Why inanimate objects?

Fruit and flowers aren’t inanimate! I love objects, and tend to love the same old ink pots and vases, but I think we’re all like that aren’t we, and have our favourite things? I’ve always liked old objects especially but not ornaments. They need to be practical objects that ideally have a dual purpose! I like to balance the objects and the fruit/flowers in some of my paintings, to balance the boldness of the objects with the femininity and fragility of the flower for instance.

What is your thought process when painting and how does that compare to the emotions you are trying to evoke out of your audience?

I don’t try to evoke emotions with my paintings, I just paint what I love and try to challenge myself daily. I don’t decide in advance what will make my audience happy or not. I paint what comes from the heart and the desire for that day. I try to keep it simple, because I am all for simplicity in my paintings and don’t try to cram too much into one painting. I’m not afraid of spaces of colour and think they’re just as beautiful as the other more intricate and complex part of a painting.

Why create texture with a palette knife and remind the viewer that your work is a painting instead of making your work as ‘picture-like’ as possible?

I just adore the look of a painting that’s been done with a palette knife because it comes alive more in my view with the shadows that the strokes create. I moved away from using the knife a long time ago, but returned to it recently beacause i think it adds something quite special to a painting and another dimension. I like the contrast between the ‘picture like’ likeness of the fruit for example to the surreal background of my work, but it works I think! In Wales, there was a well-respected Welsh artist called Sir Kyffin Williams who was a master of the palette knife and produced unbelievably beautiful and powerful works, so I was brought up with this style from a young age and it possibly reminds me of home.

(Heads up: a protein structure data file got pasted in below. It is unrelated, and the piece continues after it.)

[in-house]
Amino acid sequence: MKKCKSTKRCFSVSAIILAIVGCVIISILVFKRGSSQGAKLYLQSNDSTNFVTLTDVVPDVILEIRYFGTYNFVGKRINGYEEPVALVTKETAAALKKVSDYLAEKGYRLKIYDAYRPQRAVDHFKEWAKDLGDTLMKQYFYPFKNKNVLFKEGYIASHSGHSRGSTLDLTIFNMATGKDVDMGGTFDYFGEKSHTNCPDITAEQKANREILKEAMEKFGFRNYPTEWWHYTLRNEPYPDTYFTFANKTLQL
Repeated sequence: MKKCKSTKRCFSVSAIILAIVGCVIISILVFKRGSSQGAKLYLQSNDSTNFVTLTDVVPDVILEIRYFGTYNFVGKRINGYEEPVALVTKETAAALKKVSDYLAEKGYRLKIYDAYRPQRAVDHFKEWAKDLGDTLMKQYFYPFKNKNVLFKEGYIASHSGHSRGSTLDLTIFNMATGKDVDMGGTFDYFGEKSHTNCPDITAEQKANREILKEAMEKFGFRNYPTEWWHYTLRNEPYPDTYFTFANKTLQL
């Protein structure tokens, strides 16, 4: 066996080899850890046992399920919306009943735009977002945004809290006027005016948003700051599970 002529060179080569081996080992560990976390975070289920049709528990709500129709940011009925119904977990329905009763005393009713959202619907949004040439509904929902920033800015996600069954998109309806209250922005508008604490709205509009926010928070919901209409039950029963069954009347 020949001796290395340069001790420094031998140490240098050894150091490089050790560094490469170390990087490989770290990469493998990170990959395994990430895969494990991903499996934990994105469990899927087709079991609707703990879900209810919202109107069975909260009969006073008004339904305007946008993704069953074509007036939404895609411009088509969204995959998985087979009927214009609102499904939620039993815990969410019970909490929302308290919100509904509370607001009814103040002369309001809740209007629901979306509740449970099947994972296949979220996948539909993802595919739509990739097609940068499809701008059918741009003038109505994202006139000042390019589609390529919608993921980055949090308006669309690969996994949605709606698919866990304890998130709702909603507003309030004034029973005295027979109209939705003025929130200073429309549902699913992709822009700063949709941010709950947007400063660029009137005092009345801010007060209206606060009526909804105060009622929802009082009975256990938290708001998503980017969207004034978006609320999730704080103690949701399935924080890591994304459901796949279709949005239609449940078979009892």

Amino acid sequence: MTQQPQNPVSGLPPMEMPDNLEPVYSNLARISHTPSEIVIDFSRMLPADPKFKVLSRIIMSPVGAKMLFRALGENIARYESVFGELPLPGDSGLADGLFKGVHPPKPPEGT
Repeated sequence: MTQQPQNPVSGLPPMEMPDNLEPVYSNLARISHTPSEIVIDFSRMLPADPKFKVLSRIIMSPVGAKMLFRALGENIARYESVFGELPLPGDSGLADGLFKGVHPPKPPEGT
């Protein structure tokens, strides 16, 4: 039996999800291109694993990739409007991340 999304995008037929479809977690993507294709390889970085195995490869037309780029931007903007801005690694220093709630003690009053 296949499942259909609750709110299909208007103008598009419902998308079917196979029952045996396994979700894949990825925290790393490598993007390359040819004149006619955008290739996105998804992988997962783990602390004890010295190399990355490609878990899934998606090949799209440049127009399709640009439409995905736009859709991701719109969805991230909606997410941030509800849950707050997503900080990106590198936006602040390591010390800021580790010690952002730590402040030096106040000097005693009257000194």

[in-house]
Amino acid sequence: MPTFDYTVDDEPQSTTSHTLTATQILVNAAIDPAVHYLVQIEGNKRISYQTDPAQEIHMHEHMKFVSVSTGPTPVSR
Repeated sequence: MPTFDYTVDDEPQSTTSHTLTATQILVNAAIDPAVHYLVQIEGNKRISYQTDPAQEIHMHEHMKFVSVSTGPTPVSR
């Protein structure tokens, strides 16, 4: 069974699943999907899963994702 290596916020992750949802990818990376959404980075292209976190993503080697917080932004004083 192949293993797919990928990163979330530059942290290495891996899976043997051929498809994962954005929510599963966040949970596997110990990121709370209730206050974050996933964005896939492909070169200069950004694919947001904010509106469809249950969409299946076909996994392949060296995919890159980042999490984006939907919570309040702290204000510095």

How much does your environment affect your work?

Yes, the environment impacts greatly upon my work. The colour palette has completely changed since I moved to Australia from Wales three years ago. I used to paint moody landscapes and seascapes in Wales and navy, brown and grey were constantly used! I have a much lighter palette now that I see the sun more or less every day! It’s phenomenal the difference in colours in different countries. Although I’m doing still life scenes, the Australian light colours are being reflected in my work

Do your objects exist in a specific time period?

No, my paintings don’t exist in a specific time period. I feel as though they are contemporary, but others might have a different view! I do use old objects, but they don’t appear old in the paintings because of the background colourings possibly. They’re quite minimalistic, which might add to the contemporary element.